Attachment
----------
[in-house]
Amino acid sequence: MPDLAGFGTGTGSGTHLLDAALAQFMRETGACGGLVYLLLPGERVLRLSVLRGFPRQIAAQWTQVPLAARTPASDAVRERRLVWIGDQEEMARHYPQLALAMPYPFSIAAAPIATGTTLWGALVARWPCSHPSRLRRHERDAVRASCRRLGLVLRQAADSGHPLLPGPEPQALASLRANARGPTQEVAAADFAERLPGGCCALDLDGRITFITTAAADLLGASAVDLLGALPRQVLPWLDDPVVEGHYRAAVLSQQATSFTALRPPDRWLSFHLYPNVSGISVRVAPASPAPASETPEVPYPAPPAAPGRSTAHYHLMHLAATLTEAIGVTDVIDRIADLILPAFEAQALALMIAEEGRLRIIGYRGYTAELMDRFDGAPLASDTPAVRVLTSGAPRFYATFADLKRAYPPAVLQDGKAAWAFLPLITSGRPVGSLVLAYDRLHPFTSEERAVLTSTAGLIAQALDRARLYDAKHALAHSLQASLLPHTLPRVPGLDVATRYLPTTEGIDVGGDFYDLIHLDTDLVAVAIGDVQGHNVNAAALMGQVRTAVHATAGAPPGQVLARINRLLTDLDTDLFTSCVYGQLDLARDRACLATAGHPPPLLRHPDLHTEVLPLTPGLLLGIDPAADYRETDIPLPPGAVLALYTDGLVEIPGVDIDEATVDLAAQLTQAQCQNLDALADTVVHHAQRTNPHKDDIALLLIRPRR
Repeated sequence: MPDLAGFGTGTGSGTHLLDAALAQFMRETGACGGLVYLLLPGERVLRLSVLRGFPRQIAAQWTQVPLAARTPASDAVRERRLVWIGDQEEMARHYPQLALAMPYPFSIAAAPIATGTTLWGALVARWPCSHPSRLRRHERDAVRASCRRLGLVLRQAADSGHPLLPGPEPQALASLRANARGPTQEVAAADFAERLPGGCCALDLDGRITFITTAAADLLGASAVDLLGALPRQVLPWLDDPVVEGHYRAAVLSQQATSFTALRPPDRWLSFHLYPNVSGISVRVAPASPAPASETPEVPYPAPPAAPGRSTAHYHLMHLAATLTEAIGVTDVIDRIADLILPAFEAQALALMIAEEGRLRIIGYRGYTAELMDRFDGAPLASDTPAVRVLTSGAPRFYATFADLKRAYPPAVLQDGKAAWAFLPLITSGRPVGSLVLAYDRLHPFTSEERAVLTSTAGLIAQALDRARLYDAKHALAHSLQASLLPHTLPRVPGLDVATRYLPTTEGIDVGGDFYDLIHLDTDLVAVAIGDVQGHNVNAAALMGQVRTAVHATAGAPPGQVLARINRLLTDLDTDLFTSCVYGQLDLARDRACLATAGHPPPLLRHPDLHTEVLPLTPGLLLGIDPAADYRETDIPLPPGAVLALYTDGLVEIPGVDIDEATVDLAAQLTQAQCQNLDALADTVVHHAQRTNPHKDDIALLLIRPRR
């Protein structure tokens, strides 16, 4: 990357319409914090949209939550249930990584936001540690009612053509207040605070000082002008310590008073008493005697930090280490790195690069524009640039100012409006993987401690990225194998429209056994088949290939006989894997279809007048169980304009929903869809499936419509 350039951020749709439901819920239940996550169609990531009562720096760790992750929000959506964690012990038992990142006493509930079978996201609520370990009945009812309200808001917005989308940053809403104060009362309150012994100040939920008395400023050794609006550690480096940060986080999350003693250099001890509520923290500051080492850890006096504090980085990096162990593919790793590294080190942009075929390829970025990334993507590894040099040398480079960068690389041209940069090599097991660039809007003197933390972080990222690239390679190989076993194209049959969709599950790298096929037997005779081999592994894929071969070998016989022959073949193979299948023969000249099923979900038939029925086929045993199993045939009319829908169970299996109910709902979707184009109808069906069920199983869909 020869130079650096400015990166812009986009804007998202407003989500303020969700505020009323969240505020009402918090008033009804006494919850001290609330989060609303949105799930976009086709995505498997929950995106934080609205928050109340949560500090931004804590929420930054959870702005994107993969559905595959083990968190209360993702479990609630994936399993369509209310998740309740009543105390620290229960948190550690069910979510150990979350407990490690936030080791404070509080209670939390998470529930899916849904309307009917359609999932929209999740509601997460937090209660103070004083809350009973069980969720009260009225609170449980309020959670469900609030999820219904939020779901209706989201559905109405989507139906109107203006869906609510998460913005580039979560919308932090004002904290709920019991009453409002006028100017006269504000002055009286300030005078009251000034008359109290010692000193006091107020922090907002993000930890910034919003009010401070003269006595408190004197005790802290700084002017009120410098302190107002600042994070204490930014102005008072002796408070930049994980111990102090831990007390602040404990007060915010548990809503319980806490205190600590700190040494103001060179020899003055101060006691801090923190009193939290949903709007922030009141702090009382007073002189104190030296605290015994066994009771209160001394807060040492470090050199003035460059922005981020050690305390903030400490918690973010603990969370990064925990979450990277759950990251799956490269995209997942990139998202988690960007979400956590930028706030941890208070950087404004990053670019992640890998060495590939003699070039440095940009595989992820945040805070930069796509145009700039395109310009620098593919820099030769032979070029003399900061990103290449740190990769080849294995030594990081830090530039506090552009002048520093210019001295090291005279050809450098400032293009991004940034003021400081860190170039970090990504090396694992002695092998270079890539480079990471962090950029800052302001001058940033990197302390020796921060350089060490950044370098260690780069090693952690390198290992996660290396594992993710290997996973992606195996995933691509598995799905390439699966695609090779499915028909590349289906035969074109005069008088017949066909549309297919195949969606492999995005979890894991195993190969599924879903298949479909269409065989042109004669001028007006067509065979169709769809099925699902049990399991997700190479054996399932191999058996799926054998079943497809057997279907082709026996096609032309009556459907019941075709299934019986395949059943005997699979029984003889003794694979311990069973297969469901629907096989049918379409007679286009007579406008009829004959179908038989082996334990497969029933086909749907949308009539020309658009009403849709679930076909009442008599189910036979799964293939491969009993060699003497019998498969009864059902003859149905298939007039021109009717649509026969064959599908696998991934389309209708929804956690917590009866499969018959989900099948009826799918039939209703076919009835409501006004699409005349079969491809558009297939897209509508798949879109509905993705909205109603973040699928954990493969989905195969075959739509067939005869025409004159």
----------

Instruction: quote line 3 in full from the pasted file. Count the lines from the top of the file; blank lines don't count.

Repeated sequence: MPDLAGFGTGTGSGTHLLDAALAQFMRETGACGGLVYLLLPGERVLRLSVLRGFPRQIAAQWTQVPLAARTPASDAVRERRLVWIGDQEEMARHYPQLALAMPYPFSIAAAPIATGTTLWGALVARWPCSHPSRLRRHERDAVRASCRRLGLVLRQAADSGHPLLPGPEPQALASLRANARGPTQEVAAADFAERLPGGCCALDLDGRITFITTAAADLLGASAVDLLGALPRQVLPWLDDPVVEGHYRAAVLSQQATSFTALRPPDRWLSFHLYPNVSGISVRVAPASPAPASETPEVPYPAPPAAPGRSTAHYHLMHLAATLTEAIGVTDVIDRIADLILPAFEAQALALMIAEEGRLRIIGYRGYTAELMDRFDGAPLASDTPAVRVLTSGAPRFYATFADLKRAYPPAVLQDGKAAWAFLPLITSGRPVGSLVLAYDRLHPFTSEERAVLTSTAGLIAQALDRARLYDAKHALAHSLQASLLPHTLPRVPGLDVATRYLPTTEGIDVGGDFYDLIHLDTDLVAVAIGDVQGHNVNAAALMGQVRTAVHATAGAPPGQVLARINRLLTDLDTDLFTSCVYGQLDLARDRACLATAGHPPPLLRHPDLHTEVLPLTPGLLLGIDPAADYRETDIPLPPGAVLALYTDGLVEIPGVDIDEATVDLAAQLTQAQCQNLDALADTVVHHAQRTNPHKDDIALLLIRPRR